Dinner & dialogue around diversity: What makes something funny?

Sarah Tritt, Staff Writer

What makes something funny? This was the question raised Tuesday night, at dinner and discussion around diversity, a weekly event put on by Union’s Campus Protestant Ministry.

George Woodzell, a member of the Schenectady community and longtime supporter and participant of these Dinners and Discussions Around Diversity, was leading the topic on Tuesday and said that he was inspired to ask the question at the end of the previous week’s discussion. That topic, “Does Empathy Only Exist as a Result of Tragedy?” brought up the point of whether or not you can empathize with another person when it comes to happy, positive feelings, or if it was only possible and necessary when they were experiencing negative emotions. Woodzell took this part of the discussion and formulated his question, trying to understand why we consider things funny and if it changes based on context.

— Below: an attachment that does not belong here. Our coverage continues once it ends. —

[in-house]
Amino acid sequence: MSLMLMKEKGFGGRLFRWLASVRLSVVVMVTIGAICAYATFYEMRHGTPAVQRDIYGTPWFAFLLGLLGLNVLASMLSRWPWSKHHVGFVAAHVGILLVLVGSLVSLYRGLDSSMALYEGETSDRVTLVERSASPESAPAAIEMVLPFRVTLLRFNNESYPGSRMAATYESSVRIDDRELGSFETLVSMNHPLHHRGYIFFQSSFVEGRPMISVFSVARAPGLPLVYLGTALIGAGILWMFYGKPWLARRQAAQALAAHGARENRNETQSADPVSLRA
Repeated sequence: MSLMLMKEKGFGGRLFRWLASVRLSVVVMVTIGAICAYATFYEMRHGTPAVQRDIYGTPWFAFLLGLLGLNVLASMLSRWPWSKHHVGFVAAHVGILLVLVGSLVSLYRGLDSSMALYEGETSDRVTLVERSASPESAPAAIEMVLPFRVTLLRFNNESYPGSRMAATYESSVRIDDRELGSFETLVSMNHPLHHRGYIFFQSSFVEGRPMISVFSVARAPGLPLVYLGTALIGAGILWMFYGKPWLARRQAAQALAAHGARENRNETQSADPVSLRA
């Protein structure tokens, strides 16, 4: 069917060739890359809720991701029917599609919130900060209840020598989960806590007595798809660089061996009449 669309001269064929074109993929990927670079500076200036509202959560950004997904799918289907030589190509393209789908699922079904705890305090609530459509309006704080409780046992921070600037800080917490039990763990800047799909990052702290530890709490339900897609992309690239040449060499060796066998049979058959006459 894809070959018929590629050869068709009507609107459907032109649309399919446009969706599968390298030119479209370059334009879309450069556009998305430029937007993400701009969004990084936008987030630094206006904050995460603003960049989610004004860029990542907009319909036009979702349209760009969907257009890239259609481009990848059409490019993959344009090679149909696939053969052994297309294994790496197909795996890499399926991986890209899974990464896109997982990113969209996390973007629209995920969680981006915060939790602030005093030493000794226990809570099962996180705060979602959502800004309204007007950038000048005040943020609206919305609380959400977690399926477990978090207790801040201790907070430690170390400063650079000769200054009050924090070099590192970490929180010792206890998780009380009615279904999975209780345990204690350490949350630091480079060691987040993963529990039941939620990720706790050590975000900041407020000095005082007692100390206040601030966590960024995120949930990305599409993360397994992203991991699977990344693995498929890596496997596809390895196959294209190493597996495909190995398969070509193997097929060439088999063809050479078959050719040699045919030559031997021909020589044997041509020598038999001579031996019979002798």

Several different types of humor were discussed: Owen Corey and Kat Beal ’20 brought up Buster Keaton, an actor from the early twentieth century known for his stunt work and particular brand of slapstick humor. Woodzell showed several cartoons from the New Yorker and participants discussed whether or not it fit with their personal brand of humor and what could potentially make the comics ‘funnier’ to them.

The topic of laughter was brought up and it seemed to go hand-in-hand with the previous week’s discussion: many people said that they only audibly laughed in groups and if they saw something funny on their own it usually did not elicit a verbal response. There was some level of disagreement over the purpose of laugh tracks. Certain people found laugh tracks appropriate in older shows like I Love Lucy and annoying in more modern shows such as The Big Bang Theory, while other people thought they were always awkward and out of place.

At the end of the discussion, the group seemed to come to the consensus that, while humor is inherently subjective, it is something that can, be shared with others.